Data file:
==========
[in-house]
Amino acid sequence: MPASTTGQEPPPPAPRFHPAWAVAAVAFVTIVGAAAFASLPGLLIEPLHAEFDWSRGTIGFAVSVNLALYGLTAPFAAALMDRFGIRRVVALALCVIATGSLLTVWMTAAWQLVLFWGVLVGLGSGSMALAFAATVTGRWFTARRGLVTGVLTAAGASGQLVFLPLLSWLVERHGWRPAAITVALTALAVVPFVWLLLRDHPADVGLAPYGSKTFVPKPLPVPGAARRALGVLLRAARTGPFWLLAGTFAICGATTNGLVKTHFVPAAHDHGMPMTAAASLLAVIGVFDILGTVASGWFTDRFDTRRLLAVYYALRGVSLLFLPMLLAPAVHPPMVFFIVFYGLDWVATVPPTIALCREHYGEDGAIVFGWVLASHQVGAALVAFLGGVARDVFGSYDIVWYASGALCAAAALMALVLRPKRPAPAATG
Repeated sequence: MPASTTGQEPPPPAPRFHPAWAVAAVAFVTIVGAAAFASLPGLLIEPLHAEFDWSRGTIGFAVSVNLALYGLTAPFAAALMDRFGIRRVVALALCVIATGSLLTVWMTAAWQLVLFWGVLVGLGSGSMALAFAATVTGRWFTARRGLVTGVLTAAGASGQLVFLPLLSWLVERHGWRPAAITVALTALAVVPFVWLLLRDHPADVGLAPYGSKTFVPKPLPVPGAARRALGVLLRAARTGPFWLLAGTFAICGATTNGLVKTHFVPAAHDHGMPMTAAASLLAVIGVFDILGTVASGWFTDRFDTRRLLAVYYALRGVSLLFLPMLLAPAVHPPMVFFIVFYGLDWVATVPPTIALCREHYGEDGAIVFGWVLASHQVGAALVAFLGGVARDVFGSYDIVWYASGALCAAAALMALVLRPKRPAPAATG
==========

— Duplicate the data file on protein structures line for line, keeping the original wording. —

[in-house]
Amino acid sequence: MPASTTGQEPPPPAPRFHPAWAVAAVAFVTIVGAAAFASLPGLLIEPLHAEFDWSRGTIGFAVSVNLALYGLTAPFAAALMDRFGIRRVVALALCVIATGSLLTVWMTAAWQLVLFWGVLVGLGSGSMALAFAATVTGRWFTARRGLVTGVLTAAGASGQLVFLPLLSWLVERHGWRPAAITVALTALAVVPFVWLLLRDHPADVGLAPYGSKTFVPKPLPVPGAARRALGVLLRAARTGPFWLLAGTFAICGATTNGLVKTHFVPAAHDHGMPMTAAASLLAVIGVFDILGTVASGWFTDRFDTRRLLAVYYALRGVSLLFLPMLLAPAVHPPMVFFIVFYGLDWVATVPPTIALCREHYGEDGAIVFGWVLASHQVGAALVAFLGGVARDVFGSYDIVWYASGALCAAAALMALVLRPKRPAPAATG
Repeated sequence: MPASTTGQEPPPPAPRFHPAWAVAAVAFVTIVGAAAFASLPGLLIEPLHAEFDWSRGTIGFAVSVNLALYGLTAPFAAALMDRFGIRRVVALALCVIATGSLLTVWMTAAWQLVLFWGVLVGLGSGSMALAFAATVTGRWFTARRGLVTGVLTAAGASGQLVFLPLLSWLVERHGWRPAAITVALTALAVVPFVWLLLRDHPADVGLAPYGSKTFVPKPLPVPGAARRALGVLLRAARTGPFWLLAGTFAICGATTNGLVKTHFVPAAHDHGMPMTAAASLLAVIGVFDILGTVASGWFTDRFDTRRLLAVYYALRGVSLLFLPMLLAPAVHPPMVFFIVFYGLDWVATVPPTIALCREHYGEDGAIVFGWVLASHQVGAALVAFLGGVARDVFGSYDIVWYASGALCAAAALMALVLRPKRPAPAATG